September 17, 2003
Report: Indiana may need new electricity sources in 2008
WEST LAFAYETTE, Ind. A new report made public today (Wednesday, 9/17) cautions that Indiana may be faced with a significant need for additional power-generating facilities in the next five years due to increasing electricity demand.
"This is something that will need to be addressed," said Douglas Gotham, associate director of the state Utility Forecasting Group, a state-funded panel of researchers based at Purdue University.
The 90-page report, which the research group prepared for the Indiana Utility Regulatory Commission (IURC), details projections about future electricity demands and costs for the state. Gotham and analyst Forrest Holland presented the report's findings to the utility commission at 2 p.m. at the Indiana Government Center South, 302 W. Washington St., Room E306, Indianapolis.
Among the report's findings is the prediction that by 2008 the state will need to provide an additional 2,400 megawatts of electricity, which represents a 10 percent increase over the present level.
The report, entitled "Indiana Electricity Projections: The 2003 Forecast," contains projections of the state's energy needs over the next 20 years.
The forecast was prepared by Tom Sparrow, a professor of industrial engineering at Purdue and former director of the forecasting group; Gotham; Holland; analysts Zuwei Yu and David Nderitu; and consultant R. Jeffrey Green, co-director of the Center for Econometric Model Research at Indiana University and a professor of business economics and public policy at IU's Kelley School of Business.
The panel used a system of sophisticated mathematical models to predict future trends for residential, commercial and industrial power users in the state.
The increased demand by 2008 will need to be met by building new plants, purchasing electricity from other generators on the power grid or increasing efforts to conserve electricity, Gotham said.
The analysts used energy models to study eight power providers representing more than 99 percent of the electricity supplied to Indiana. The report looked at three categories of electricity provided to users: baseload power, which is produced by plants that generate electricity throughout the day; peaking power, which is produced by plants providing electricity only during times of the heaviest demand, such as the hottest periods on summer days; and cycling power, which is produced by plants providing power for uses that are between peaking and baseload demand.
Baseload plants, which are more expensive to build, generally use coal or nuclear energy. Peaking plants are usually powered by natural gas. Peaking and cycling plants are less expensive to build, but their power is more expensive to generate. Cycling plants may use coal or natural gas generators that are more efficient than the plants used for peaking power generation.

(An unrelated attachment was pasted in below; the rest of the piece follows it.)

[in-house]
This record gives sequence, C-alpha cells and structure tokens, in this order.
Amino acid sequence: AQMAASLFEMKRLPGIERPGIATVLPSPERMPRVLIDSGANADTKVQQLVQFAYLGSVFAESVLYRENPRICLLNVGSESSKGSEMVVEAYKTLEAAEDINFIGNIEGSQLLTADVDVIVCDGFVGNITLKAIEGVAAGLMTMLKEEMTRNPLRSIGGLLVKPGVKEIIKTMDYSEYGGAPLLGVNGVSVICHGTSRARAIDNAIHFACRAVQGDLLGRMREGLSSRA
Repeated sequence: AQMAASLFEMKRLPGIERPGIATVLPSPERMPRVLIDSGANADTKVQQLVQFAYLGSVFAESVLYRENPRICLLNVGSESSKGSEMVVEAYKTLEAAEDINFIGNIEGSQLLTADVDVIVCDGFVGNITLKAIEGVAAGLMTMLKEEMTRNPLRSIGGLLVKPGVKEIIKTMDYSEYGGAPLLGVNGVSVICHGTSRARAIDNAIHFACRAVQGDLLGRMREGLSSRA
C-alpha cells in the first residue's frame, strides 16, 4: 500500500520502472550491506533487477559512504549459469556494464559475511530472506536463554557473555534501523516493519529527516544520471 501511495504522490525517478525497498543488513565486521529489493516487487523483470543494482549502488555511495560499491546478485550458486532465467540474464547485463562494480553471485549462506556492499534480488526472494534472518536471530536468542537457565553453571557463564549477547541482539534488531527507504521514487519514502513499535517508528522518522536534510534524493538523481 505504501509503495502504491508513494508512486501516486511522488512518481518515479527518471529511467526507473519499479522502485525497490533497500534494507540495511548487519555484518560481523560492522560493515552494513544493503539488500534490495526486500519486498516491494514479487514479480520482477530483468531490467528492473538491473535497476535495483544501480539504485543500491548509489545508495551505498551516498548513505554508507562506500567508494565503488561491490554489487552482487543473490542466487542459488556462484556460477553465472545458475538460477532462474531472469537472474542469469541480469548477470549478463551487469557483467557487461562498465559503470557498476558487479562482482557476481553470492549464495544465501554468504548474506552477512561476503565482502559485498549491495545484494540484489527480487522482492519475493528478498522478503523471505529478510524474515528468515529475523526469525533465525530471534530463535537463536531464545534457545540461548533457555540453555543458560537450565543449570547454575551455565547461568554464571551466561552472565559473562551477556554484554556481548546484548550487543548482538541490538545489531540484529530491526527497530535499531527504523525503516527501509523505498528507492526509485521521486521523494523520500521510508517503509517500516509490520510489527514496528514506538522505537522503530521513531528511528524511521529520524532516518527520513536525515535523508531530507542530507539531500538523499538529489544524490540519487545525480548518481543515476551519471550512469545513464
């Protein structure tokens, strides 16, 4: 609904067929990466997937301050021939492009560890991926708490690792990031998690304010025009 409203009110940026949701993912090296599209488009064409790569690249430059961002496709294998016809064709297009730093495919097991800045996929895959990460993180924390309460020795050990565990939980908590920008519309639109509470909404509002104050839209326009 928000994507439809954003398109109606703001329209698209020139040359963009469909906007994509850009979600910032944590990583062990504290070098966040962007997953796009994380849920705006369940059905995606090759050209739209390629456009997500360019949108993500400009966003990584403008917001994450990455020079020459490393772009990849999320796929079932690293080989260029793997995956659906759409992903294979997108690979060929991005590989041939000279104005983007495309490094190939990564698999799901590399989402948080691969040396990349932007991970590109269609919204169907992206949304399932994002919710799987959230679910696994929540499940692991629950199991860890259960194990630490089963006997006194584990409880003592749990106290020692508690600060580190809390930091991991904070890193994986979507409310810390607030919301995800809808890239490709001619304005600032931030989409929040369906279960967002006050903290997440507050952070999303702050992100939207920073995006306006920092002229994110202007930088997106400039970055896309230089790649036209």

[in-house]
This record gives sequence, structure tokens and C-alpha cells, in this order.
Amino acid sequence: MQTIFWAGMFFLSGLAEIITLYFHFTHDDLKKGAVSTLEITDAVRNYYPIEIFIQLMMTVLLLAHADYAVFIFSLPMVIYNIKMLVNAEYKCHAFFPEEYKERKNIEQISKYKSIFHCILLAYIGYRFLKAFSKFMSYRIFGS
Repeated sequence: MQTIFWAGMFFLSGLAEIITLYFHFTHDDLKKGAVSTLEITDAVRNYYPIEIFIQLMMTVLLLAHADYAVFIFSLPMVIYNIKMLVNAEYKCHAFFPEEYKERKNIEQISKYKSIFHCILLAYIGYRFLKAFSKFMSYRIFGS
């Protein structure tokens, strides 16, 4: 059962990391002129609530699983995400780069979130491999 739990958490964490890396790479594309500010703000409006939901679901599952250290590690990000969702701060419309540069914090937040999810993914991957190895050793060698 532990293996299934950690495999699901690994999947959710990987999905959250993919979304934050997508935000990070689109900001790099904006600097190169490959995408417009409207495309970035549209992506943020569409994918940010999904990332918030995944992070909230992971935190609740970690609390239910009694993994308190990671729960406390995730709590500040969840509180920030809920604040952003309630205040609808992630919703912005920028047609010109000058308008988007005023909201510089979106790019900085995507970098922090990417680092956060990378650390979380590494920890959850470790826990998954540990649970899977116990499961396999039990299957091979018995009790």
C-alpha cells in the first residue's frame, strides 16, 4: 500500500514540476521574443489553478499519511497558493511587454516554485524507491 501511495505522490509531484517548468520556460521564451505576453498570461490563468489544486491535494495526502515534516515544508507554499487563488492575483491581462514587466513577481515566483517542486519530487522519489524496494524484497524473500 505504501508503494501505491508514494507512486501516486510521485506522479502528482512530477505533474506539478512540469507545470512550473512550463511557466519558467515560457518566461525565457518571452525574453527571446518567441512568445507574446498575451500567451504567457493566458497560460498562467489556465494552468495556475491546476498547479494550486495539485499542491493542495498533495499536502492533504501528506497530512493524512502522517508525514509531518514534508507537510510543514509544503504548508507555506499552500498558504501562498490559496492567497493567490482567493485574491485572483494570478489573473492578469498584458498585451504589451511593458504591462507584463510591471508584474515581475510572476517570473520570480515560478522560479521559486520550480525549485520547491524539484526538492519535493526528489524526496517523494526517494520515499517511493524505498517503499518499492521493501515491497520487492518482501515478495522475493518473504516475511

Of the projected 2,400-megawatt increase in 2008, more than 1,000 megawatts is for baseload power. The distinction between baseload power and the other two forms of generation is significant not only because baseload plants are expensive to build but also because they take at least five years to construct, Gotham said.
"This is the first forecast that identifies a substantial need for additional baseload capacity," Gotham said.
The analysis reveals a steady annual increase in baseload power demand of about 200 megawatts.
Gotham said the increase in power demand is due to natural growth.
The Purdue-based group prepares the reports about every two years to predict Indiana's future electricity requirements and the need for new generating capacity. The previous report was released in 2001.
The forecasting report outlines other findings, including:
The so-called "real price" of electricity, or the price adjusted for inflation, will remain steady over the next 10 years, with prices expected to drop slightly after that.
The recent economic slowdown has had little impact on overall peak demand. While the hard-hit industrial sector has cut back on electricity usage, the sour economy has had little impact on the peak-demand power consumption. In fact, peak demand actually has increased in recent years because it is driven largely by residential users who continue to operate air conditioning during hot summer months regardless of economic factors.
Recent low wholesale electricity prices have stopped companies from building new power stations. Price spikes in wholesale power during the late 1990s prompted companies to build new plants to capitalize on those high prices, but the recent trend of lower wholesale prices has made it less profitable to build new plants, resulting in a standstill on new construction.
A copy of the report is available on the Web.
The forecasting group does not make recommendations. The studies are done in accordance with a state law enacted in 1985 to provide the state regulatory commission with an impartial projection of electricity consumption and peak demand. That information is used in determining whether the need exists for additional power plants. This is the ninth full report compiled by the group.
Writer: Emil Venere, (765) 494-4709, email@example.com
Sources: Douglas Gotham, (765) 494-0851; firstname.lastname@example.org
Tom Sparrow, (765) 494-7043, , cell (765) 490-0501, email@example.com
Mary Beth Fisher, public information director of the IURC, (317) 232-2297; firstname.lastname@example.org
Purdue News Service: (765) 494-2096; email@example.com
Note to Journalists: A copy of the report is available from Patricia Bridwell at the State Utility Forecasting Group, (765) 494-4223; firstname.lastname@example.org. It is also available online.